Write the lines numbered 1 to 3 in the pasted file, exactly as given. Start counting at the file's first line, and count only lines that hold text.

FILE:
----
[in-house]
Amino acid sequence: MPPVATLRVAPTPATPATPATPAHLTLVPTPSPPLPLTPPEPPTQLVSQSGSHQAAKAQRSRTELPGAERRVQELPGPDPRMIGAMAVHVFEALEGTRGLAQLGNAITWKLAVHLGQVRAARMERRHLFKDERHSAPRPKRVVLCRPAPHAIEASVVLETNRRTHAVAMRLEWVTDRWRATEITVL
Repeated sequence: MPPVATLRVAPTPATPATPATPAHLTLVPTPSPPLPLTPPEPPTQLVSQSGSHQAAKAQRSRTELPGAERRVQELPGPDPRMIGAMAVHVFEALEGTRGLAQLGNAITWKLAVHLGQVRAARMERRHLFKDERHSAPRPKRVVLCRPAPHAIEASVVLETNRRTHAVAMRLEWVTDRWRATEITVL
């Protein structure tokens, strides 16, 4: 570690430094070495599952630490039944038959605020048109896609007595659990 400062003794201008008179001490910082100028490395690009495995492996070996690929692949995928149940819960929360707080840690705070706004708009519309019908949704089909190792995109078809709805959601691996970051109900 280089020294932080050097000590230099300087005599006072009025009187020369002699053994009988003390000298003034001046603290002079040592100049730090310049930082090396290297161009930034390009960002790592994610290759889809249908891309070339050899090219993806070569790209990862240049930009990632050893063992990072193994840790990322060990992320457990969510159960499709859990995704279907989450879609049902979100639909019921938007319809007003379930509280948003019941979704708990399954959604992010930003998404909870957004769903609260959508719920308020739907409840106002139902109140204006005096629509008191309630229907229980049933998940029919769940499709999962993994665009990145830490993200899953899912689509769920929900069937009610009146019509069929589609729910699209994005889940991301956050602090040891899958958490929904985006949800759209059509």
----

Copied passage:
[in-house]
Amino acid sequence: MPPVATLRVAPTPATPATPATPAHLTLVPTPSPPLPLTPPEPPTQLVSQSGSHQAAKAQRSRTELPGAERRVQELPGPDPRMIGAMAVHVFEALEGTRGLAQLGNAITWKLAVHLGQVRAARMERRHLFKDERHSAPRPKRVVLCRPAPHAIEASVVLETNRRTHAVAMRLEWVTDRWRATEITVL
Repeated sequence: MPPVATLRVAPTPATPATPATPAHLTLVPTPSPPLPLTPPEPPTQLVSQSGSHQAAKAQRSRTELPGAERRVQELPGPDPRMIGAMAVHVFEALEGTRGLAQLGNAITWKLAVHLGQVRAARMERRHLFKDERHSAPRPKRVVLCRPAPHAIEASVVLETNRRTHAVAMRLEWVTDRWRATEITVL